Kermit Lynch

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Kermit Lynch is an American wine importer, author, and winemaker based in Berkeley, California. He is the author of Adventures on the Wine Route which won the Veuve Clicquot Wine Book of the Year award. He is a winner of the James Beard Foundation's "Wine Professional of the Year", and the Chevalier de l'Ordre de Mérite Agricole medal presented by the French government for his service to the wine industry. In 2005 he was awarded the insignia of Chevalier de la Legion d'Honneur by the French government.


Richard Olney introduced Lynch[1] to many French wine growers, including Lucien and Lulu Peyraud of Domaine Tempier, who were then re-establishing the Bandol AOC as a vineyard area of the first rank.

Conflicts with wine labeling laws[edit]

In the late 1980s and early 1990s, Lynch took objection to a regulation of the Bureau of Alcohol, Tobacco, and Firearms that required wine bottles to be labeled with the Surgeon General's warning against alcohol consumption but prohibited any countering sentiment about the benefits of moderate wine drinking to be on the label. [2]

On numerous occasions, Lynch petitioned the BATF to allow him to add a statement about the benefit of wine to go with the Surgeon General's warning such as quotes by Louis Pasteur on the hygienic properties of wine, the Bible on wine's healing properties, and Thomas Jefferson on the pleasures that drinking wine can bring. After many trials, Lynch finally had his request approved. [2]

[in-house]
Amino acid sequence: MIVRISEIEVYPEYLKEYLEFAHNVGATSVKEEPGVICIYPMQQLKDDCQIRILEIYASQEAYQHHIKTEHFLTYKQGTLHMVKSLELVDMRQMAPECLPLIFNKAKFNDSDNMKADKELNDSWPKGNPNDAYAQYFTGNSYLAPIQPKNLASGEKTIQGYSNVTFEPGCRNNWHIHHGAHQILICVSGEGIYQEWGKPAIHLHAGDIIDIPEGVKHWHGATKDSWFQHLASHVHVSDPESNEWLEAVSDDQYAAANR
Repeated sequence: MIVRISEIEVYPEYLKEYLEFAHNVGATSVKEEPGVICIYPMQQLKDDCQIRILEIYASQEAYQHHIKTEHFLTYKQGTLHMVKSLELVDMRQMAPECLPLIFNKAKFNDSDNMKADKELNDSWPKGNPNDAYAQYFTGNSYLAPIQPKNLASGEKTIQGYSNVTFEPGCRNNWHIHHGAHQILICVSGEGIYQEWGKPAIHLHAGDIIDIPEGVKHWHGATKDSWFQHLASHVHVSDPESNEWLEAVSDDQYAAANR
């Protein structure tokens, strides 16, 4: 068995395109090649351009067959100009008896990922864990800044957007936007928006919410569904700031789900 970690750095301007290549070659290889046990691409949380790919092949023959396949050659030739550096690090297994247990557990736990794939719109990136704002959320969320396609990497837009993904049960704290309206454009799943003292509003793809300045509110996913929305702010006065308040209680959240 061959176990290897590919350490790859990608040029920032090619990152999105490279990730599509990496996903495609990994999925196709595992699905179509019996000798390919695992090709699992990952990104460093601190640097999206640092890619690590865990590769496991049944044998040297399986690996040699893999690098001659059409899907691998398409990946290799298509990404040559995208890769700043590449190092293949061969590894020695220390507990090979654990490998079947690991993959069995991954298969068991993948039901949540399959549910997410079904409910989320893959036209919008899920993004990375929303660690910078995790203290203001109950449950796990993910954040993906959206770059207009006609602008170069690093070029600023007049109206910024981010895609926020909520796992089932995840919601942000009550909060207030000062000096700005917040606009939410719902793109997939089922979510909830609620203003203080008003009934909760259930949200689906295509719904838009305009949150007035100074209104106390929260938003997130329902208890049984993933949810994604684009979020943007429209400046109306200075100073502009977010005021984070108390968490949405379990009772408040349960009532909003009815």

Refrigerated containers[edit]

Lynch was a pioneer in the wine industry for his use of shipping containers to prevent wines from being ruined by heat during shipping. Since most European wines arrive to the West Coast of the United States via the Panama Canal and Mexican coast, heat damage was common as the cargo could spend months at sea in a hot metal container. After noticing that wines imported from Burgundy tasted different than he remembered at the winery, Lynch began experimenting with refrigerated containers and found that the problem was eliminated. Today, this is a common practice.[1][dead link]


  1. ^ a b Kermit Lynch Interview - Terrance Gelenter
  2. ^ a b K. MacNeil The Wine Bible pg 635 Workman Publishing 2001 ISBN 1-56305-434-5

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